Opposing the military takeover of the state, Myanmar citizens have staged protests across the country while putting their lives at risk.
Opponents of Myanmar's military rule, many in small towns across the country, staged candle-lit protests on Saturday night and into Sunday in defiance of crackdowns by the security forces and the killing of nearly 250 people since the Feb. 1 coup.
The violent suppression has drawn the condemnation of Western governments and increasingly the unprecedented criticism of some of Myanmar's Asian neighbours.
The violence has also forced people determined to resist a return to military rule after a decade of tentative steps towards democracy to think up new ways to make their point.
Nearly 20 protests were held overnight across the country, from the main city of Yangon to small communities in Kachin State in the north and the southernmost town of Kawthaung, according to a tally of social media posts.
Hundreds of protesters in the second city of Mandalay, including many medical staff in white coats, marched before sunrise in a "Dawn protest", video posted by the Mizzima news portal showed.
"Failure of the military regime, our cause our cause ... federal democracy, our cause our cause,” the crowd chanted as the sky was beginning to brighten and birds called from the trees lining the otherwise deserted streets.
Protesters in some places were joined by Buddhist monks holding candles. Some people used candles to make the shape of the three-fingered protest salute.
In Yangon, which has seen the worst of the violence since the coup, security forces moved quickly to break up a gathering.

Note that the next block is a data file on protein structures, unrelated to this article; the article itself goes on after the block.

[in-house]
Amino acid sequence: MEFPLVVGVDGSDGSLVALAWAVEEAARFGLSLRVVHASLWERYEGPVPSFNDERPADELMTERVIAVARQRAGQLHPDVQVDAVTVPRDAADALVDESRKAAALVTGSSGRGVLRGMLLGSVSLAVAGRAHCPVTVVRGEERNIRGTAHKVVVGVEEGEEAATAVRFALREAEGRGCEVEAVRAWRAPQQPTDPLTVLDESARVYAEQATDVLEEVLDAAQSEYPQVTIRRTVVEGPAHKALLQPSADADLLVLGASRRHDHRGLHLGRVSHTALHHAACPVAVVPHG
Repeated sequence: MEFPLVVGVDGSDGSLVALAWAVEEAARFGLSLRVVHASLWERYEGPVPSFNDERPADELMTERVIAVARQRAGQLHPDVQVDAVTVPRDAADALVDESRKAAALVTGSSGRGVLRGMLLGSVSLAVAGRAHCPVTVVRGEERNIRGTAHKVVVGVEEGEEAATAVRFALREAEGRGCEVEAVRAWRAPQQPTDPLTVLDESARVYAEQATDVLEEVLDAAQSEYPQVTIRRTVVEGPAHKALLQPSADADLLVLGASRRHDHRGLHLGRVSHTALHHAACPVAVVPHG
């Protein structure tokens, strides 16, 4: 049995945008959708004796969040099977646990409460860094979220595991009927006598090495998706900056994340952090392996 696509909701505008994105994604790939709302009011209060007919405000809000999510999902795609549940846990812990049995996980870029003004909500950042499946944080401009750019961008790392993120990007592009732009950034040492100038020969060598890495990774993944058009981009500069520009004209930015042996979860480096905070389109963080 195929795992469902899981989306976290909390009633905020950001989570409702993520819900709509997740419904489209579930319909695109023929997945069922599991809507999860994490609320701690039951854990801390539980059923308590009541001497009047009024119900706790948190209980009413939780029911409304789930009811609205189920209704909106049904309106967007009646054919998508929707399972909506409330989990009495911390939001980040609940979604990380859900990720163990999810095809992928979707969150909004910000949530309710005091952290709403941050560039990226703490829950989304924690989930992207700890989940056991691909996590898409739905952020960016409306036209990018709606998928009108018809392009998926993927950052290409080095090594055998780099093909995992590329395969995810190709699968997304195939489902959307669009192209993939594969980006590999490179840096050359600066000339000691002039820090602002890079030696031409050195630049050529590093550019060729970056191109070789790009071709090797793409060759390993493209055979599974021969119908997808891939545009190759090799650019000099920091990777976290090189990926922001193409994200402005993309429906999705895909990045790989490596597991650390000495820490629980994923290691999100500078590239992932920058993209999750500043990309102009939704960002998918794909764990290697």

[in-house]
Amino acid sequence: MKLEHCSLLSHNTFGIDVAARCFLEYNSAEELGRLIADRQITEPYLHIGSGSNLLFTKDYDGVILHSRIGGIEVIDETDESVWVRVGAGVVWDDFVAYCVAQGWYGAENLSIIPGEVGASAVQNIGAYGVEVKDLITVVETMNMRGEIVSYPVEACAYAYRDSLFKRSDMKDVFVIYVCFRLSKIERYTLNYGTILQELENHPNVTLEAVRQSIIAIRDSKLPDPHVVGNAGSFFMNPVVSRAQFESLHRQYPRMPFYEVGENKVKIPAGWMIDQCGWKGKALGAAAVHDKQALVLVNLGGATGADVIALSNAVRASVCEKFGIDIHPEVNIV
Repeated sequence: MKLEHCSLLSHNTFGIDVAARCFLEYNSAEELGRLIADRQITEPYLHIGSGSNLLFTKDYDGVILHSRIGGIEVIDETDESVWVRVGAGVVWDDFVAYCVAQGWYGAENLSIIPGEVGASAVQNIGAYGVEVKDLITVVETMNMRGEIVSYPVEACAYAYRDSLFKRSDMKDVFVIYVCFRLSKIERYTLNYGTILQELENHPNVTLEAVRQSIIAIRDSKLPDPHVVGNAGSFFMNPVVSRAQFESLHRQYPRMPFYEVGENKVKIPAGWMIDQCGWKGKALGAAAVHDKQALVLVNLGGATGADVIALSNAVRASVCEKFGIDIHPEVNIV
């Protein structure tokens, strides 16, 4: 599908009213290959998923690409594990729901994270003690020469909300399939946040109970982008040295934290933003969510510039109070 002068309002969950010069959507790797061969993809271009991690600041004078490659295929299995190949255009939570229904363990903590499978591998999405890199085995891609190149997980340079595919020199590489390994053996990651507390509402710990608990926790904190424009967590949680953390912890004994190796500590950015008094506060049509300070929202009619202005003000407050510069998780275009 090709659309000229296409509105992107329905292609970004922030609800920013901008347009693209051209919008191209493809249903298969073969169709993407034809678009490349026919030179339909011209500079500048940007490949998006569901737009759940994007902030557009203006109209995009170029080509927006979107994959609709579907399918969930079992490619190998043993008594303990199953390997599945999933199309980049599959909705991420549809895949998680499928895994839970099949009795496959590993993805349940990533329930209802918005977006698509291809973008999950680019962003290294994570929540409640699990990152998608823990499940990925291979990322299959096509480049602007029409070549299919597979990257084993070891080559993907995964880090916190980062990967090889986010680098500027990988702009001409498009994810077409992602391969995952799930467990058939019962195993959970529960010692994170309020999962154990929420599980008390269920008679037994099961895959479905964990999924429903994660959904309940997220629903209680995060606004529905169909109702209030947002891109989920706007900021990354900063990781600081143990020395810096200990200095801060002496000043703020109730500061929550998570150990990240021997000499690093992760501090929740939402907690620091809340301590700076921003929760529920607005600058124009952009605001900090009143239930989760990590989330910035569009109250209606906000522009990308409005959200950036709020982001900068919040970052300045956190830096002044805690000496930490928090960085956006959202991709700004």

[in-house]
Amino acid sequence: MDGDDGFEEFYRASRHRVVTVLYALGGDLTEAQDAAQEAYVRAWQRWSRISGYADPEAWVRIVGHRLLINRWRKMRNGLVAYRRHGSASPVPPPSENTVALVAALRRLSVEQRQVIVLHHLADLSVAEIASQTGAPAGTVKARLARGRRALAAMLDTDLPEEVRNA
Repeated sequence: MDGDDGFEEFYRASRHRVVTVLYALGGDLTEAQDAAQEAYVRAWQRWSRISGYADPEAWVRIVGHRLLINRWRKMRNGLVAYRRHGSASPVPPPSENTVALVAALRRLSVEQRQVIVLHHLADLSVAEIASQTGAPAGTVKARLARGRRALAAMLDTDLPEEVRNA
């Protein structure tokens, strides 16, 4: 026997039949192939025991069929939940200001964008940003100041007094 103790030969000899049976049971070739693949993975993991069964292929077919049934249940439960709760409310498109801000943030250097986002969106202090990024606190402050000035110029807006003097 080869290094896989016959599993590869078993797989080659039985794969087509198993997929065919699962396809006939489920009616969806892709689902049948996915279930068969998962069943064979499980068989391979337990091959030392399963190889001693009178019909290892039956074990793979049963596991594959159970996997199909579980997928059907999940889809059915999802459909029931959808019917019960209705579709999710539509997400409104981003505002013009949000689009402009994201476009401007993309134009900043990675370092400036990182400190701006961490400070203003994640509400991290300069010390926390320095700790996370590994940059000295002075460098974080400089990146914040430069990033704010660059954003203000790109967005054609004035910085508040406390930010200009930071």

"Now they're cracking down on our night protest. Stun grenades being fired constantly," one Facebook user wrote. Eight people were detained, a resident of the neighbourhood said.
The spokesman for the junta was not available for comment but has previously said security forces have used force only when necessary.
At least four people were killed in separate incidents earlier on Saturday, taking the death toll since the coup to 247, according to the Assistance Association for Political Prisoners activist group.
Western countries have repeatedly condemned the coup and the violence.
Asian neighbours, who have for years avoided criticising each other, have also begun speaking out.
Indonesian President Joko Widodo, in some of the strongest comments yet by a regional leader, said on Friday the violence should stop immediately. He called for an urgent meeting of Southeast Asia's regional grouping, of which Myanmar is a member.
Malaysian Prime Minister Muhyiddin Yassin backed the call saying he was appalled by the persistent use of lethal violence against civilians. Singapore has also expressed disapproval.
But the military has shown no sign of being swayed and has defended its takeover, which derailed a slow transition to democracy in a country that was under strict military rule from a 1962 coup until the generals initiated reforms a decade ago.
The junta says a Nov. 8 election won by Suu Kyi's party was fraudulent, an accusation rejected by the electoral commission. The military leaders have promised a new election but have not set a date.
Coup leader General Min Aung Hlaing on Saturday visited the Coco islands, about 400 km (250 miles) south of Yangon, and explained to military of ficers and nurses why he had seized power, the state broadcaster reported.
The islands are near some of the world's most important shipping routes, in waters where China and India seek to project their power. Neither of the Asian giants has spoken out strongly against the coup and the violence.
Min Aung Hlaing had earlier in the day explained his coup to officers and nurses in the southern town of Myeik, state media said.
Suu Kyi, 75, faces accusations of bribery and other crimes that could see her banned from politics and jailed if convicted. Her lawyer says the charges are trumped up.